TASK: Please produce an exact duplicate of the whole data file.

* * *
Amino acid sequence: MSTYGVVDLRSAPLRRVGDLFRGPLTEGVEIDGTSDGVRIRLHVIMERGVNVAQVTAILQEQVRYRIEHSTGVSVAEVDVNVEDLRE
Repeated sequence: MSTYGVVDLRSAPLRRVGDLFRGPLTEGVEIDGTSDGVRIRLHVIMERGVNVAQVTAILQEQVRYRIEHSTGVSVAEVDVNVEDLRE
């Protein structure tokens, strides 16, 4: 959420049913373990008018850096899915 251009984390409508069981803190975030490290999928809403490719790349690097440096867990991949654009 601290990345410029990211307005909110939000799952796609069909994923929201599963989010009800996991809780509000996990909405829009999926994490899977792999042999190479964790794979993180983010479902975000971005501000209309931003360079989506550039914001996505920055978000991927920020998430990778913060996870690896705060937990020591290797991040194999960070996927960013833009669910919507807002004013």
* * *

Amino acid sequence: MSTYGVVDLRSAPLRRVGDLFRGPLTEGVEIDGTSDGVRIRLHVIMERGVNVAQVTAILQEQVRYRIEHSTGVSVAEVDVNVEDLRE
Repeated sequence: MSTYGVVDLRSAPLRRVGDLFRGPLTEGVEIDGTSDGVRIRLHVIMERGVNVAQVTAILQEQVRYRIEHSTGVSVAEVDVNVEDLRE
């Protein structure tokens, strides 16, 4: 959420049913373990008018850096899915 251009984390409508069981803190975030490290999928809403490719790349690097440096867990991949654009 601290990345410029990211307005909110939000799952796609069909994923929201599963989010009800996991809780509000996990909405829009999926994490899977792999042999190479964790794979993180983010479902975000971005501000209309931003360079989506550039914001996505920055978000991927920020998430990778913060996870690896705060937990020591290797991040194999960070996927960013833009669910919507807002004013």